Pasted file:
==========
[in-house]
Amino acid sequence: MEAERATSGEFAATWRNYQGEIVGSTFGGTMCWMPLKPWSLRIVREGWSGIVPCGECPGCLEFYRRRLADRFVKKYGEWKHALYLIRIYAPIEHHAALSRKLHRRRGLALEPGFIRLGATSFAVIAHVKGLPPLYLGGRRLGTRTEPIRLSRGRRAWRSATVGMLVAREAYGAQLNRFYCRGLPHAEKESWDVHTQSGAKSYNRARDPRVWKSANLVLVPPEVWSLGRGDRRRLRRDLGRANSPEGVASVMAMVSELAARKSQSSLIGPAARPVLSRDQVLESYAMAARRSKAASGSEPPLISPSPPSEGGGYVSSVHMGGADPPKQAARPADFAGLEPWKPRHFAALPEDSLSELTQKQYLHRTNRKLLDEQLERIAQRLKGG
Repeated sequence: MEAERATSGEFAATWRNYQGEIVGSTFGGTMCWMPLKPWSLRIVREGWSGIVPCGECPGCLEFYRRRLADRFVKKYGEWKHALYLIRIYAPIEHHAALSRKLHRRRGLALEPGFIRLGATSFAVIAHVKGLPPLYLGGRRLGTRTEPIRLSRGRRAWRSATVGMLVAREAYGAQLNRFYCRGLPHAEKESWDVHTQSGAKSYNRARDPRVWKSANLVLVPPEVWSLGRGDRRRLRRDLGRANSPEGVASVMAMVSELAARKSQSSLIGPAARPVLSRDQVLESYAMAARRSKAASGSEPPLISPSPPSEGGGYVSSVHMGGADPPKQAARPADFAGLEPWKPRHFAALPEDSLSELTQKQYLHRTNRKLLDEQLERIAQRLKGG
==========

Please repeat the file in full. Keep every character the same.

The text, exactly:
[in-house]
Amino acid sequence: MEAERATSGEFAATWRNYQGEIVGSTFGGTMCWMPLKPWSLRIVREGWSGIVPCGECPGCLEFYRRRLADRFVKKYGEWKHALYLIRIYAPIEHHAALSRKLHRRRGLALEPGFIRLGATSFAVIAHVKGLPPLYLGGRRLGTRTEPIRLSRGRRAWRSATVGMLVAREAYGAQLNRFYCRGLPHAEKESWDVHTQSGAKSYNRARDPRVWKSANLVLVPPEVWSLGRGDRRRLRRDLGRANSPEGVASVMAMVSELAARKSQSSLIGPAARPVLSRDQVLESYAMAARRSKAASGSEPPLISPSPPSEGGGYVSSVHMGGADPPKQAARPADFAGLEPWKPRHFAALPEDSLSELTQKQYLHRTNRKLLDEQLERIAQRLKGG
Repeated sequence: MEAERATSGEFAATWRNYQGEIVGSTFGGTMCWMPLKPWSLRIVREGWSGIVPCGECPGCLEFYRRRLADRFVKKYGEWKHALYLIRIYAPIEHHAALSRKLHRRRGLALEPGFIRLGATSFAVIAHVKGLPPLYLGGRRLGTRTEPIRLSRGRRAWRSATVGMLVAREAYGAQLNRFYCRGLPHAEKESWDVHTQSGAKSYNRARDPRVWKSANLVLVPPEVWSLGRGDRRRLRRDLGRANSPEGVASVMAMVSELAARKSQSSLIGPAARPVLSRDQVLESYAMAARRSKAASGSEPPLISPSPPSEGGGYVSSVHMGGADPPKQAARPADFAGLEPWKPRHFAALPEDSLSELTQKQYLHRTNRKLLDEQLERIAQRLKGG